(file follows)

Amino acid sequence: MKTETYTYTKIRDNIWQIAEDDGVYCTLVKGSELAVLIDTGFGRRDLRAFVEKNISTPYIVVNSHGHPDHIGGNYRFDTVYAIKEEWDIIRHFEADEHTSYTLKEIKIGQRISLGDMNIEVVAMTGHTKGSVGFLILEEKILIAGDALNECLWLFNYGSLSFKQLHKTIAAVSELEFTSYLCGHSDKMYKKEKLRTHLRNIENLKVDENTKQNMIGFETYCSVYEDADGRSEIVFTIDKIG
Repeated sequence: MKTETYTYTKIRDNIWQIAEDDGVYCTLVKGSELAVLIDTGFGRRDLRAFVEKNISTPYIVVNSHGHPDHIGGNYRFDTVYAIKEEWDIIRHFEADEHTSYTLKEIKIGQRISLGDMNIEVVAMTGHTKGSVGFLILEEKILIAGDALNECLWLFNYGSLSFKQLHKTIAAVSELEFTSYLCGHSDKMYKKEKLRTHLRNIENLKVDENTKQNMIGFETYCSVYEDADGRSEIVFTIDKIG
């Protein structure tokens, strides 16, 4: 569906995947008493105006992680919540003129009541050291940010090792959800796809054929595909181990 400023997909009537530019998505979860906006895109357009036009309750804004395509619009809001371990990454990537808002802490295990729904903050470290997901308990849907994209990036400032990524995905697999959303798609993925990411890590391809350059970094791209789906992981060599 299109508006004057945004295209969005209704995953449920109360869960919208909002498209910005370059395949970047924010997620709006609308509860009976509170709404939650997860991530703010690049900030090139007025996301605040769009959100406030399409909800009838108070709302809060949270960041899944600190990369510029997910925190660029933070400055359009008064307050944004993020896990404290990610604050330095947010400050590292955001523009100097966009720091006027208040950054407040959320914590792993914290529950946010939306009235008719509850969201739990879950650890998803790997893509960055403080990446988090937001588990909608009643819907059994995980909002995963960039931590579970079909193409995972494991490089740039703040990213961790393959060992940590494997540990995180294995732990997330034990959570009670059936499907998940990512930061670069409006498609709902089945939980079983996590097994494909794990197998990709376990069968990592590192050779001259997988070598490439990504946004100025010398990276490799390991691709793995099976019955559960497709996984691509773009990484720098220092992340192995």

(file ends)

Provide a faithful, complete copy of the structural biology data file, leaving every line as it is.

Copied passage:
Amino acid sequence: MKTETYTYTKIRDNIWQIAEDDGVYCTLVKGSELAVLIDTGFGRRDLRAFVEKNISTPYIVVNSHGHPDHIGGNYRFDTVYAIKEEWDIIRHFEADEHTSYTLKEIKIGQRISLGDMNIEVVAMTGHTKGSVGFLILEEKILIAGDALNECLWLFNYGSLSFKQLHKTIAAVSELEFTSYLCGHSDKMYKKEKLRTHLRNIENLKVDENTKQNMIGFETYCSVYEDADGRSEIVFTIDKIG
Repeated sequence: MKTETYTYTKIRDNIWQIAEDDGVYCTLVKGSELAVLIDTGFGRRDLRAFVEKNISTPYIVVNSHGHPDHIGGNYRFDTVYAIKEEWDIIRHFEADEHTSYTLKEIKIGQRISLGDMNIEVVAMTGHTKGSVGFLILEEKILIAGDALNECLWLFNYGSLSFKQLHKTIAAVSELEFTSYLCGHSDKMYKKEKLRTHLRNIENLKVDENTKQNMIGFETYCSVYEDADGRSEIVFTIDKIG
């Protein structure tokens, strides 16, 4: 569906995947008493105006992680919540003129009541050291940010090792959800796809054929595909181990 400023997909009537530019998505979860906006895109357009036009309750804004395509619009809001371990990454990537808002802490295990729904903050470290997901308990849907994209990036400032990524995905697999959303798609993925990411890590391809350059970094791209789906992981060599 299109508006004057945004295209969005209704995953449920109360869960919208909002498209910005370059395949970047924010997620709006609308509860009976509170709404939650997860991530703010690049900030090139007025996301605040769009959100406030399409909800009838108070709302809060949270960041899944600190990369510029997910925190660029933070400055359009008064307050944004993020896990404290990610604050330095947010400050590292955001523009100097966009720091006027208040950054407040959320914590792993914290529950946010939306009235008719509850969201739990879950650890998803790997893509960055403080990446988090937001588990909608009643819907059994995980909002995963960039931590579970079909193409995972494991490089740039703040990213961790393959060992940590494997540990995180294995732990997330034990959570009670059936499907998940990512930061670069409006498609709902089945939980079983996590097994494909794990197998990709376990069968990592590192050779001259997988070598490439990504946004100025010398990276490799390991691709793995099976019955559960497709996984691509773009990484720098220092992340192995």